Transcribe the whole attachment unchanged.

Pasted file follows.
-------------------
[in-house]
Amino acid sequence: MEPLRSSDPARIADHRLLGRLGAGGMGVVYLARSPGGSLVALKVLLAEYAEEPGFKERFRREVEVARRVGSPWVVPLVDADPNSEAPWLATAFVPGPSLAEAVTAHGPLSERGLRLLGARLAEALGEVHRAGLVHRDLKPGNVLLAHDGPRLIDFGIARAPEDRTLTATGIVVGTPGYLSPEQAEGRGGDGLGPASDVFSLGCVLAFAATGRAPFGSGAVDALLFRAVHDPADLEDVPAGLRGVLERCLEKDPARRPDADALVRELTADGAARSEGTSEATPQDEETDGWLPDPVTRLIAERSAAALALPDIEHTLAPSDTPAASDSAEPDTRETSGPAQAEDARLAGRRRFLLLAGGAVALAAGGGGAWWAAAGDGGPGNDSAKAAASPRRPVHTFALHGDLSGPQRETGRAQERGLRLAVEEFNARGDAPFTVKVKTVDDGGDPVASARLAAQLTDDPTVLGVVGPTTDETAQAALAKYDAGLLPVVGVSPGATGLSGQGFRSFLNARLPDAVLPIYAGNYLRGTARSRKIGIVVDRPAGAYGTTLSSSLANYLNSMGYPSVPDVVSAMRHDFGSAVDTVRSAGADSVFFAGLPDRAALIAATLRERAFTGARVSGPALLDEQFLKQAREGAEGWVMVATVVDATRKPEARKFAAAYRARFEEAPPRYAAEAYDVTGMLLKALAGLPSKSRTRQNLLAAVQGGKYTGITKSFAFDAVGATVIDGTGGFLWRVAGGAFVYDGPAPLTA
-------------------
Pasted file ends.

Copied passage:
[in-house]
Amino acid sequence: MEPLRSSDPARIADHRLLGRLGAGGMGVVYLARSPGGSLVALKVLLAEYAEEPGFKERFRREVEVARRVGSPWVVPLVDADPNSEAPWLATAFVPGPSLAEAVTAHGPLSERGLRLLGARLAEALGEVHRAGLVHRDLKPGNVLLAHDGPRLIDFGIARAPEDRTLTATGIVVGTPGYLSPEQAEGRGGDGLGPASDVFSLGCVLAFAATGRAPFGSGAVDALLFRAVHDPADLEDVPAGLRGVLERCLEKDPARRPDADALVRELTADGAARSEGTSEATPQDEETDGWLPDPVTRLIAERSAAALALPDIEHTLAPSDTPAASDSAEPDTRETSGPAQAEDARLAGRRRFLLLAGGAVALAAGGGGAWWAAAGDGGPGNDSAKAAASPRRPVHTFALHGDLSGPQRETGRAQERGLRLAVEEFNARGDAPFTVKVKTVDDGGDPVASARLAAQLTDDPTVLGVVGPTTDETAQAALAKYDAGLLPVVGVSPGATGLSGQGFRSFLNARLPDAVLPIYAGNYLRGTARSRKIGIVVDRPAGAYGTTLSSSLANYLNSMGYPSVPDVVSAMRHDFGSAVDTVRSAGADSVFFAGLPDRAALIAATLRERAFTGARVSGPALLDEQFLKQAREGAEGWVMVATVVDATRKPEARKFAAAYRARFEEAPPRYAAEAYDVTGMLLKALAGLPSKSRTRQNLLAAVQGGKYTGITKSFAFDAVGATVIDGTGGFLWRVAGGAFVYDGPAPLTA